"But what I saw in it, and what Shekhar confirmed, is that, in that act of cowardice, he's being quite courageous. That's where his courage came from. There was a lot of dynamic involved in each decision [he made], in each action. There were a lot of layers, a lot of subtext."

Unfortunately, not all those layers, not all that subtext, will be available to American audiences. Some 50 shots were trimmed from the film, Ledger said, to ensure it would get a PG-13 rating, as opposed to the more restrictive (and potentially less lucrative) R.

"It does kind of drive me crazy," Ledger admits, while acknowledging it probably drives director Kapur even crazier. "There are little things. At the end of the movie, when I'm stabbing this guy, in this version, I stab him once and that's it. In the other version, I stab him, like, 50 times. It's a big, belching scene, and I'm just ... the emotions of my character just come pouring out.

"The ratings in America are a lot stricter than everywhere else," he says. "Everywhere else in the world said, `Yeah, that's fine.' If you ever get to see what the rest of the world sees, it's a helluva lot more intense."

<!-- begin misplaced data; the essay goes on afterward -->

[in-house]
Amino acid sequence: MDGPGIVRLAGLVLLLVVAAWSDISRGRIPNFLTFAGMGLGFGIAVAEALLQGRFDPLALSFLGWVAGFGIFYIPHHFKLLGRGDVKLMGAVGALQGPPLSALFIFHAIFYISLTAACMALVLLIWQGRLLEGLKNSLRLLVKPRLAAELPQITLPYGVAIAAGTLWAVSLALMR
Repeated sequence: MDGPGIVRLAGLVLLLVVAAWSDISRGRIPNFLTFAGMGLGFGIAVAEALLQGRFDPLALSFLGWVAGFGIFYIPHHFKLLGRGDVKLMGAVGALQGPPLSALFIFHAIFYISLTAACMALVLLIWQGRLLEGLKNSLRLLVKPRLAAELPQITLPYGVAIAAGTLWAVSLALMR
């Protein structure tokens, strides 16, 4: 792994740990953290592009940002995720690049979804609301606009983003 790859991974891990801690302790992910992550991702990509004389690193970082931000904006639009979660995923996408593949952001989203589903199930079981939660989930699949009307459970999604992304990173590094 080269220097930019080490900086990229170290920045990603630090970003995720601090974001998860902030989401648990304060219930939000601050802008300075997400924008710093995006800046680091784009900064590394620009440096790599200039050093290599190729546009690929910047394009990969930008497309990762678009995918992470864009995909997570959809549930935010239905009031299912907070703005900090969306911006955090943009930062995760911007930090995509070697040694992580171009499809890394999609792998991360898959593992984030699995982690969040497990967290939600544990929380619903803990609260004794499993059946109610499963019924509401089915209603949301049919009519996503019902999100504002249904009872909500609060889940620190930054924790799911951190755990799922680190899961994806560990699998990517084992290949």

Intense has proven a good adjective to describe the 23-year-old actor. Following a series of Australian film and television roles, he starred in the short-lived TV series Roar on Fox (in which he got to play a 4th-century Celtic warrior) and the teen comedy 10 Things I Hate About You. Light beginnings, for sure, and his subsequent films included the action-comedy A Knight's Tale. He's shone most brightly when he's been most serious.

Those roles include not only The Patriot and The Four Feathers, but also Monster's Ball, in which he played the emotionally conflicted son of Billy Bob Thornton's rotely racist prison guard. Of the film's four main players (including Oscar-winner Halle Berry), Ledger ended up with the least screen time; he was on the set for only two days of the three-week shoot. But it's his attacks of morality, as well as his gruesome fate, that set up the film's heart-rending shifts of allegiance and heartbreaking resolution.

Surprisingly, Ledger accepted the role in Monster's Ball pretty much sight unseen. "Wes Bentley [one of his Feathers co-stars] was attached to the role, but something came up, he needed to spend some time with his family. So he brought the script to me and said, `Look, this is a great movie, it's a great cast, and can you help me out of a sticky situation?'

"I came on board only two weeks before shooting. I really had to trust what I'd heard over the phone, what I'd felt over the phone while talking to the director."

Which is one thing Ledger has learned in a career that looks to be heading nowhere but up: Work with directors you can trust, who know what they want from their actors. Like Monster's Ball's Marc Forster and Feathers' Kapur.

Acting even the most complex character, he explains, is so much easier "when you have someone like Shekhar, who hands you a brain on a plate. That just makes your job a helluva lot easier."